Vol. 1, No. 9
North Carolina School
of the Arts
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raHQN I Hb CAMPUS'
Ihis year one of the major topics
of discussion among students at NCSA
has been school atmosphere and the rela
tionship of student to student, teacher
to student, artist to artist. Those of
us who made it back for our second year
remember the problems of those first
months in 1965; the absurd quantity and
quality of the rules, the many frustra
tions on the part of bewildered students
faculty, and the general ’'guinea
pig” feeling as we experimented with the
feasibility of the school.
The rules are. mostly gone now, and
the basic experiment is over and suc
cessful. So what's the problem?
Where is the life and spirit I re
member so well from last year? The
spirit that produced descotheques on a
few days’ notice? That produced num
erous extra-curricular ensemble groups
and a Friday night concert every week?
Where is the spirit that made a state
of depression last a few hours instead
of a few weeks? That gave one the abi
lity to say ''let's do it" instead of
"I've got to much to do"?
Yes, there is death on the campus.
The only trouble is the casualties
don't know it! ! ! - A-rt Ciompi
A Memorial Fund for Dr. Vittorio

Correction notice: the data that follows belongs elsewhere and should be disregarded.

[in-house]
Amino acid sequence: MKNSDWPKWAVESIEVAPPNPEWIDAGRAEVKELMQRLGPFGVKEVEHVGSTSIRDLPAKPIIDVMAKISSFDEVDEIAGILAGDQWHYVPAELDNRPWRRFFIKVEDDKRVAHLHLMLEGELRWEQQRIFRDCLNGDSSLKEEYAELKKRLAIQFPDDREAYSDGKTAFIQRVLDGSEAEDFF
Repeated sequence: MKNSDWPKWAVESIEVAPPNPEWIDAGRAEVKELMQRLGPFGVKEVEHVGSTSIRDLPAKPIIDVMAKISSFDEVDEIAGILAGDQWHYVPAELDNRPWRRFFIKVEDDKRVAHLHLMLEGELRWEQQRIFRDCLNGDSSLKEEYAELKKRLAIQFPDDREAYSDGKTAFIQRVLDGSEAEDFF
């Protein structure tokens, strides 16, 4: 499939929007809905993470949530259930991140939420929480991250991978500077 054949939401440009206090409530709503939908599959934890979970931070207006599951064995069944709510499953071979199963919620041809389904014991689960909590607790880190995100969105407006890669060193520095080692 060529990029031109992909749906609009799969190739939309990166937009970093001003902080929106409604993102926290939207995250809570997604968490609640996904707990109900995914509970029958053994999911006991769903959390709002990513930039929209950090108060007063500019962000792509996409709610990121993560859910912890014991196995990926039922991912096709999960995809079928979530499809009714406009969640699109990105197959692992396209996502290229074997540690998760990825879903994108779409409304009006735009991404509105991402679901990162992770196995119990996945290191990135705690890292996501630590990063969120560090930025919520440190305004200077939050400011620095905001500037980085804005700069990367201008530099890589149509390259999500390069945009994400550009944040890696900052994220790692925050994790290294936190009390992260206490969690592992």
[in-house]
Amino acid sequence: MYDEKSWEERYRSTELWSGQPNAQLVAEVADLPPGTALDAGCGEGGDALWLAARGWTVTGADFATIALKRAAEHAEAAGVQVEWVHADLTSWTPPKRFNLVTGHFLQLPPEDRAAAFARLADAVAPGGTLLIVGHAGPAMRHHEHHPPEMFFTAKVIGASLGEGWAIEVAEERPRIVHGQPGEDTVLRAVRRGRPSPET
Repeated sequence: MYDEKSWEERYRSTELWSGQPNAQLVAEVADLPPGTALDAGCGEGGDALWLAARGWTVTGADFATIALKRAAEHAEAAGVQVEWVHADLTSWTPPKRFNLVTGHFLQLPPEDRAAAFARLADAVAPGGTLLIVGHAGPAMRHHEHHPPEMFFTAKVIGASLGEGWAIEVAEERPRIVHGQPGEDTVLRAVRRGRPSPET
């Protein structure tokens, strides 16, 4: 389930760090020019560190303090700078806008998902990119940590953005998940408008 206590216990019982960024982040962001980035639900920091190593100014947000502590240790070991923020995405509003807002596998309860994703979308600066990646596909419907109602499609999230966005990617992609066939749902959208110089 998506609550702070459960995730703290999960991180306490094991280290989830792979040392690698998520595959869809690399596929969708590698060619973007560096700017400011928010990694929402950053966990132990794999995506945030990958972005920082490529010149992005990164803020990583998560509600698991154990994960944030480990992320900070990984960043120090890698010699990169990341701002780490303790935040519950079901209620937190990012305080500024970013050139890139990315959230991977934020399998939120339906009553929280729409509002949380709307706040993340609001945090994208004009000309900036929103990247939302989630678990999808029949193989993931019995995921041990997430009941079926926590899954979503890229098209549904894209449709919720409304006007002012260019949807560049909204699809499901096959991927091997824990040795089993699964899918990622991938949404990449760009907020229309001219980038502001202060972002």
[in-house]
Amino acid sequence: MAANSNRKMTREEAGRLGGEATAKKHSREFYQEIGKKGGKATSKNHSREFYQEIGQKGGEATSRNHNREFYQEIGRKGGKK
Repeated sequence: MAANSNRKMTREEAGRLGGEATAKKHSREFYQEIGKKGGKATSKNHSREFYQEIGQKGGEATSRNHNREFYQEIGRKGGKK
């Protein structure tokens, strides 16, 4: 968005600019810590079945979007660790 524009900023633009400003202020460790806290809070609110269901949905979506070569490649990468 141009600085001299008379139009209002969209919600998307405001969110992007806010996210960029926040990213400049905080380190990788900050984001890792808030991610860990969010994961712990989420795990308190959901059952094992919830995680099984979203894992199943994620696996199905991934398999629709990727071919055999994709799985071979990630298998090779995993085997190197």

Gi^nnini has been established. Any
students or faculty who wish to con-
tibute to the fund may do so through
the North Carolina School of the Arts
will visit the School of the
Arts Saturday, January 28.
Dr. Louis Mennini, acting
president of the School of the
Arts, announced that the student
orchestra will present a concert
at 3:30 p.m. Saturday. "She will
also attend some of the classes,
including a ballet class, with
the idea of actually surveying
teaching techniques being used at
the school," he said. Princess
Irene is a student of piano.
Joseph Smith will be the
student soloist for the orchestra
"The princess has also made
it clear that she is visiting the
city as an individual and not as
a representative (con't p. 2)
Lynn Bernhardt, a college
freshman at the North Carolina
School of the Arts, left Saturday,
January 14, to join the North
Carolina Little Symphony. The
symphony rehearsed for a week in
Wilson, North Carolina, before
their first performance in Rocky
Mount on Thursday. Dr. Swalin
conducts the symphony which per
forms up to three times a day.
The 30-member will close its sea
son March 23, at Mount Airy.
Lynn, from Lenoir, North
Carolina, returned to the School
of the Arts for his second year
of percussion study under J. Massie
STUDENT RECITAL SET FOR WEDNESDAY
Ida Bieler, Violin; Margaret
Tait, Cello; and Bruce Moss, piano,
will perform Beethoven's "Trio,
Op. 1, No. 3" in C minor, in the
student recital tomorrow at 11 a.m.
in the auditorium of Main Building.